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Leaving Paris

June 17, 2010

I left Paris yesterday. Before catching the train at Gare de Nord I said goodbye.

There are so many ways to say “goodbye”. Some people don’t believe in goodbyes; they simply walk away. It’s not that they don’t mind leaving, or that they do not care about what they are leaving behind, rather, they are simply moving on. These people fully understand that they may or may not return, and in knowing this, they see no value in the formality of saying “goodbye”. Other people hate to say goodbye. This sort of person clings to the past, refusing to let go, and distrusting the move forwards. This is the person you will see partaking of extended emotional departure scenes at airport gates and train stations. For them, every “goodbye” heralds a change, and change is to be feared. There are also those for whom saying goodbye is routine — for one reason or another their lives have given them cause to say goodbye so many times that the process has begun to lose its significance. Perhaps the best example of such an individual would be a business traveler who leaves on frequent trips, mobile to ear and briefcase in hand; no backward glances or thoughts.

If I fall into any of these categories I would be forced to admit that I belong to the second. Despite my constant movement, the constant change and motion that is my life, I have always clung to the past. I hate to say goodbye more than almost anything else I can imagine. So when it comes time to say goodbye to Paris I have a very specific ritual. Somehow in ritualizing my departure, I remind myself that this has happened before, and most certainly will occur again. The ritual itself becomes a link from past to present to future. So long as I continue the pattern, I know I will return.

I finished packing the night before I left. I had never truly unpacked, as I had been expecting to continue on to Italy yesterday rather than go to London. Therefore packing was a simple matter of folding and slipping things back into their rightful places. My ritual began yesterday morning. Despite my exhaustion I awoke early and got my traditional breakfast of hot chocolate and a pain au chocolat. I then walked to the Louvre. I am sure that there are many locations where one could say goodbye to Paris, but for me there is only one — the Louvre. For as clichéd as it may sound I believe Paris, or at least my experience of Paris, is embodied within the walls of that ancient palace.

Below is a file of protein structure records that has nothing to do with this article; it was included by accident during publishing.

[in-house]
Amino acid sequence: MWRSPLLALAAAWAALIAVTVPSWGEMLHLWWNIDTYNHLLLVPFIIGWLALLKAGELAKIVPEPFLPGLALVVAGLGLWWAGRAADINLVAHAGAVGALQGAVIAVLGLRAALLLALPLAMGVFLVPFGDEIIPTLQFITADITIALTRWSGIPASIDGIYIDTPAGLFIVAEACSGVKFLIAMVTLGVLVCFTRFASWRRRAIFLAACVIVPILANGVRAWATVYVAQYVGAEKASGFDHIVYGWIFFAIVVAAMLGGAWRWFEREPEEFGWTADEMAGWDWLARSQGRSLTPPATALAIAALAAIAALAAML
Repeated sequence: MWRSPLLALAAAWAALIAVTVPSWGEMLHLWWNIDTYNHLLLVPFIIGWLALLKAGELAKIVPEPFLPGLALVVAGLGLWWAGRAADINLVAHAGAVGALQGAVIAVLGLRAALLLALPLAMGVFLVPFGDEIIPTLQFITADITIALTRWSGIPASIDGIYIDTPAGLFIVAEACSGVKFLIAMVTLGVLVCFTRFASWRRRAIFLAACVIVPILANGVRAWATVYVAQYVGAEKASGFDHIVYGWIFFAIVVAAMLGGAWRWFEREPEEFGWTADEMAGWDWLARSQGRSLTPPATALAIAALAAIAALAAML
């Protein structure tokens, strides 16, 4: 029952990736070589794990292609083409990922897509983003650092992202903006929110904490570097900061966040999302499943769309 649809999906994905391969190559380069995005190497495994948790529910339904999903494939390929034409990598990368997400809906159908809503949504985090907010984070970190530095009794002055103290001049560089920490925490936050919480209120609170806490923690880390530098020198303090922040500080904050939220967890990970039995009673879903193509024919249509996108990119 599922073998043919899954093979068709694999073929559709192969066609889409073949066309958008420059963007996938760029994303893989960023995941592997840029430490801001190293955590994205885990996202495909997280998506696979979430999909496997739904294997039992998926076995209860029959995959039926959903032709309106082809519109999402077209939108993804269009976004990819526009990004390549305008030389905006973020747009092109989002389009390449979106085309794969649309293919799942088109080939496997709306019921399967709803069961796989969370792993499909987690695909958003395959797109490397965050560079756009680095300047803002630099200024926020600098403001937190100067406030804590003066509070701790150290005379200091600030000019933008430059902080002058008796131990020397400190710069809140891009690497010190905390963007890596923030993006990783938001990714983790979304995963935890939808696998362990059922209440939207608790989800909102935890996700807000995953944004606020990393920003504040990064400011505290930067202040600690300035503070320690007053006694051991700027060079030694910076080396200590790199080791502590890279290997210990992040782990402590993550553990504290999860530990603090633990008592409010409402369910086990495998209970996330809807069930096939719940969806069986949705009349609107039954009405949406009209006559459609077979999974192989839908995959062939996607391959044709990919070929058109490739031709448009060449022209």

Never knowing exactly when I might be staying in, or passing through Paris, I always keep a valid card of entry with me. I obtain this card from the history department at my old university, who arranges that I be credited as a student of art. This card allows me to avoid the long lines and incessant noise of tourists by providing entry to the small almost hidden rear student’s entry. After entering in this discreet manner, I begin my wandering. While I know the location of my desired destination, I attempt to re-create that first overpowering experience of stumbling upon Her. To attain this goal, I began walking in the direction I know to be correct, but without any reference to maps or to posted signs. On my way I pause and greet old friends, pieces of the collection I have seen so many times before. The Louvre holds many treasures, and during one month-long stay in Paris, I made it my business to visit every room of the great Museum. This experience created a somehow possessive feeling within me; this space belongs to me more than it does to the visitors who simply wander through on their audio-guided tours — I belong here.

As I wander, time slips away; my train is not until later — I do not worry.

Suddenly, there She is. This time I have arrived from a side gallery and find myself looking up at Her. Yes, there She is: La Victoire de Samothrace. Despite being headless, her expression is clear. She stands braced against the wind, wings spread, garments confused. She is Joy, Glory, Light, Beauty — She, is Paris.

I stand for a minute, eyes on her. My thoughts are not specific; I am simply watching her, contemplating her age, her antiquity. My mind touches on her history, both in the ancient world, and now, after rediscovery. After a timeless minute I look around me and see others — people who, like me, understand her. We catch each other’s eyes briefly, nod gently and return our eyes to the Beautiful One.

Goodbye. Au revoir. Until I see you again, dear Paris.

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From → Art, General, Goodbyes, Love, Paris

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